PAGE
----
Earlier we mentioned that automation, while beneficial for repetitive tasks, cold take away the human element. If humans are involved with determining the operational bottlenecks that would benefit from automation, then it could alleviate some staff stress and allow them to focus on more interesting, challenging, growing projects. When the analysts are empowered to help make automation decisions and are part of the creative development process, they feel part of solution rather than having an automated tool shoved down their throat.
Automation could also triage individual security events to determine if it is an attacker and correlate it with other events that may be affecting the same devices. Machines can automate the scoring of the attacks and prioritize them based on risk or threat level. If it works well, manual work can be eliminated, and the analyst is presented with the right scenario to act with confidence.
Operational efficiency allows SOCs to utilize all resources to detect and respond to threats in real time. Since analysts are in the thick of it, they directly influence operational efficiency. One example in the study described the ticketing process. Case creation takes too long, filling a ticket to find the hosts, and selecting the proper dropdown for a field entry. Reflecting on what was needed, an engineer wrote a script to automate those tasks and it helped. They knew what was needed, was empowered to create a solution, and had a positive result for the SOC. With the dull out of the way, they were able to focus on more interesting and challenging investigations.
To measure a SOC’s efficiency, metrics provide management visibility. They can identify bottlenecks, measure intrusions, determine compensation, influence investment and to understand the SOC’s value to the organization. The appropriate metrics are important. Reports that are too technical might be misinterpreted by management and ones that are too ‘managerial’ might not reflect the actual SOC’s inner workings. Often, SOC’s workers are unsure what management needs. Every incident? Most detrimental attacks? Multiple teams involved? Missed threats?
Getting the reports right, not just generating numbers, can have a lasting effect on the SOC. It helps determine ROI and investment forward. It also has a direct effect on human capital. Metrics could decide exactly what an analyst works on creating some limited empowerment for the analyst. Metrics gives management perception of what’s happening which directly influences investment in the SOC. Again, with less budget, areas like training or compensation could be reduced, directly limiting analyst’s growth. Meaningful and good metrics on the other hand can lead to promotions and other perks for analysts.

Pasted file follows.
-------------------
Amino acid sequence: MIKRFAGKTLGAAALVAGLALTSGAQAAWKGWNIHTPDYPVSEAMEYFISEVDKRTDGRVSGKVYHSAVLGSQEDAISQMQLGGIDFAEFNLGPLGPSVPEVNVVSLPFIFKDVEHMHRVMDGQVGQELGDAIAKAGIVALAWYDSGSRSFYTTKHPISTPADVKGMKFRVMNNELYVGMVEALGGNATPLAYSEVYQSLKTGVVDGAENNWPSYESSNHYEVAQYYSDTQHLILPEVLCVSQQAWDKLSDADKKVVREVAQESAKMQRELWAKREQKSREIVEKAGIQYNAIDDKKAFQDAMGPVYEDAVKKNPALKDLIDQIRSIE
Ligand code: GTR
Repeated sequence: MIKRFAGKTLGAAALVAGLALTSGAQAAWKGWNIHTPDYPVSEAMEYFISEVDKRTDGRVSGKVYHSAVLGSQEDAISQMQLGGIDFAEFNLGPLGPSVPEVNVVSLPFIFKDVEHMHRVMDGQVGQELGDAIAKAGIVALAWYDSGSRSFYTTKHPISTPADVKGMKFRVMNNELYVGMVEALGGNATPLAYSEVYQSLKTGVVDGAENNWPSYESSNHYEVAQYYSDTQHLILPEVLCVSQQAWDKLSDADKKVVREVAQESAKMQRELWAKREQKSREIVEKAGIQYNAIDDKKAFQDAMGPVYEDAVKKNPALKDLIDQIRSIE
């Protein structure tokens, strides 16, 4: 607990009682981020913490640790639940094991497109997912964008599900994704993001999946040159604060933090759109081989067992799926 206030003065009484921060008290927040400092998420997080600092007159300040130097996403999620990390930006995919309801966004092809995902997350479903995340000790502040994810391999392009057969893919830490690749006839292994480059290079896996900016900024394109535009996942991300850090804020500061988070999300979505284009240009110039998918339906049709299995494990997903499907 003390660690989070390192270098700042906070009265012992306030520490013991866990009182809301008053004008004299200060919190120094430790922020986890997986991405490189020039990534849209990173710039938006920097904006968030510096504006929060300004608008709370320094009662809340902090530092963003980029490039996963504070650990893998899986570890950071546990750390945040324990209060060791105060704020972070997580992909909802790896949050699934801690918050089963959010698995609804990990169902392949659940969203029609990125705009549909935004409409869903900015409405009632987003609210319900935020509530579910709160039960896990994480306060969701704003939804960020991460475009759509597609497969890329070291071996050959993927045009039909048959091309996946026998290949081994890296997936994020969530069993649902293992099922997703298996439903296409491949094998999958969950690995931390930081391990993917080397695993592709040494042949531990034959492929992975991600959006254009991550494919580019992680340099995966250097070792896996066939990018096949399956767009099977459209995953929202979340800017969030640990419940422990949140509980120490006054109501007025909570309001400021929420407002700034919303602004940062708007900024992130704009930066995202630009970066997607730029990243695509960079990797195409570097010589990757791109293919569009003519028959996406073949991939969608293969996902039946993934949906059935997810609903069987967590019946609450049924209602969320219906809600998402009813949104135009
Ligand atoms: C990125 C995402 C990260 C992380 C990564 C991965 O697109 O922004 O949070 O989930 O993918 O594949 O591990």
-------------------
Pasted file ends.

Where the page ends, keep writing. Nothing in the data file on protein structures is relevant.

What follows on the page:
Human analysts are the most important piece of the SOC puzzle, followed by tools and procedures. Humans are creative, passionate creatures and need to be nurtured as such. Skills, Empowerment, Creativity and Growth are the essential ingredients for a productive, resilient and well-maintained Security Ops Center, if done right. Organizations can reap benefits while keeping their infrastructure secure, and the hard-working analysts will finally feel like Security Stars.
- Today’s cybersecurity programs aren’t just for engineers
- A Human Capital Model for Mitigating Security Analyst Burnout
- Staff and skill shortages affecting security, according to study
- Information Security Analyst – A Day in the Life
- What is your day in the life of a security analyst?
- The Top 5 Challenges Faced by Security Operations Centers
- A Day in the Life of a Security Analyst
- The Top Cyber Security Challenges Experts Are Facing Today
- A Journey from MSSP SOC Analyst to Threat Hunter
- Getting into a SOC Analyst’s Head
- A Human Capital Model for Mitigating Security Analyst Burnout
- Cybersecurity job fatigue affects many security professionals
- Security burnout: Avoidable or inevitable?
- BLS Information Security Analysts
- Today’s cybersecurity programs aren’t just for engineers
- Research suggests cybersecurity skills shortage is getting worse
- Cybersecurity skills shortage